The Methicillin Resistant Staphylococcus Aureus Mrsa Biology Essay


aureus infections in both community and hospital settings. S. aureus causes a number of diseases, which vary from carbuncles and food poisoning to would related infections. These can all potentially lead to life threatening situations such as bacteremia, necrotizing pneumonia and endocarditis.

Though most strains seem to show variation, whether by genotype or phenotype (Baba et al. 2002), it has been shown strains such as MRSA252 and EMRSA-16 are almost identical to one another and are responsible for half of the MRSA infections in the United Kingdom (Johnson et al. 2001). MRSA252 is also one of the major MRSA strains found in the United States, which is also known as USA200 (McDougal et al. 2003). Studies assessing genetic changes in Vancomycin Intermediate Staphylococcus aureus (VISA) isolates have shown a number of metabolic pathways and regulatory genes that may be key contributors to resistance (Cui et al. 2005, Kuroda et al. 2000, Mongodin et al. 2003, Sakoulas et al. 2003, Walsh et al. 2002).

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This study will examine molecular changes in isolates from patients with persistent S. aureus infections. This may lead to the development of a diagnostic test, which could identify strains associated with persistence and guide more aggressive forms of treatment of such persistent infections.

Introduction to Staphylococcus aureus infections 20

S. aureus is a gram-positive, facultatively anaerobic coccus. Being coagulase-positive it is able to cause clots in vitro and also separates itself from other common staphylococci (e.g., S. epidermidis) (27). S. aureus is a normal commensal found in human nares. Approximately 20% of the population are consistently colonized with this bacterium, while 60% of the population are transient carriers (28). Even though it remains harmless in most cases, S. aureus infection can lead to several diseases, ranging from minor skin infections such as furuncles and boils and eye infections (e.g., keratitis) to more serious illnesses, including bacteremia, endocarditis, septic arthritis, wound infections, pneumonia and toxic shock syndrome (20).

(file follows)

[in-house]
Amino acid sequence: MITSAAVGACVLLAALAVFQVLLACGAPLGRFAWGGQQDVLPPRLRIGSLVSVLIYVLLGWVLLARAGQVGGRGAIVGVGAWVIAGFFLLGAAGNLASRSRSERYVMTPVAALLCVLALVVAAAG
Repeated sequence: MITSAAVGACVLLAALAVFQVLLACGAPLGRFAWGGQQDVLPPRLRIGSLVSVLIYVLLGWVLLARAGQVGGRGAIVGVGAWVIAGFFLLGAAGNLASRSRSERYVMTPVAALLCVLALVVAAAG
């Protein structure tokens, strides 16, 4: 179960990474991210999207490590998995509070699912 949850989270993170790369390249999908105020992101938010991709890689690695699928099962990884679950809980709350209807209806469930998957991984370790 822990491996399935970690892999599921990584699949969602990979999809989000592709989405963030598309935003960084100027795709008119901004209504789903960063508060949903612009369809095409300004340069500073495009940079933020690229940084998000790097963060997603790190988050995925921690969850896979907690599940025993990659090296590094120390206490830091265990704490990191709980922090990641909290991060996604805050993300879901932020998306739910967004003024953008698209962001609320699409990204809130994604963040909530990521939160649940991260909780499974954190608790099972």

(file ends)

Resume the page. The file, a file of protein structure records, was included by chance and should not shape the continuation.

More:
Though S. aureus infections have usually been manageable and easily treatable, doctors and patients alike become increasingly worried with the emergence of multiple antibiotic-resistant strains, such as MRSA. Approximately 40 to 60% of all nosocomially acquired S. aureus strains are methicillin-resistant, and these strains are now considered endemic in hospitals (29). S. aureus avoids being beaten by the body's natural defenses by using a vast variety of virulence factors, which involve attachment, biofilm formation, colonization, immune response evasion and tissue damage. The evolution of its persistence and resistance capabilities has reduced the number and effectiveness of a number of antibiotics. Penicillin, methicillin and in recent years, vancomycin, have all slowly become in-effective in treating patients when used as a mono-therapy.

Though these infections tend to be skin related, community-acquired strains also acquire Methicillin resistance and are of greater concern, not only because they are becoming more virulent (29), but also because these strains can infect hosts outside of the hospital setting who have no predisposing risk factors. S. aureus is able to cause acute osteomyelitis. The disease progresses to a chronic, biofilm-mediated infection because of the ability of S. aureus to rapidly develop antibiotic resistance and the timed expression of its arsenal of virulence factors.

Virulence Factors

20 S. aureus has an array of virulence factors that have roles in infection and that may be classified as being responsible for adherence, direct host damage, or immuno-avoidance. These factors have specific roles in the colonization and infection processes involved, their expression is coordinated throughout the various stages of infection. During early exponential growth, when cell density is low, proteins that promote adherence and colonization (such as fibronectin-binding protein, protein A, staphylokinase, and coagulase) are expressed. When cell growth reaches high densities, the production of the adherence and colonization factors is suppressed, while secreted toxins and enzymes are expressed, such as enterotoxins; alpha, beta, and delta hemolysin; clumping factor; leukocidin; and toxic shock syndrome toxin 1. 20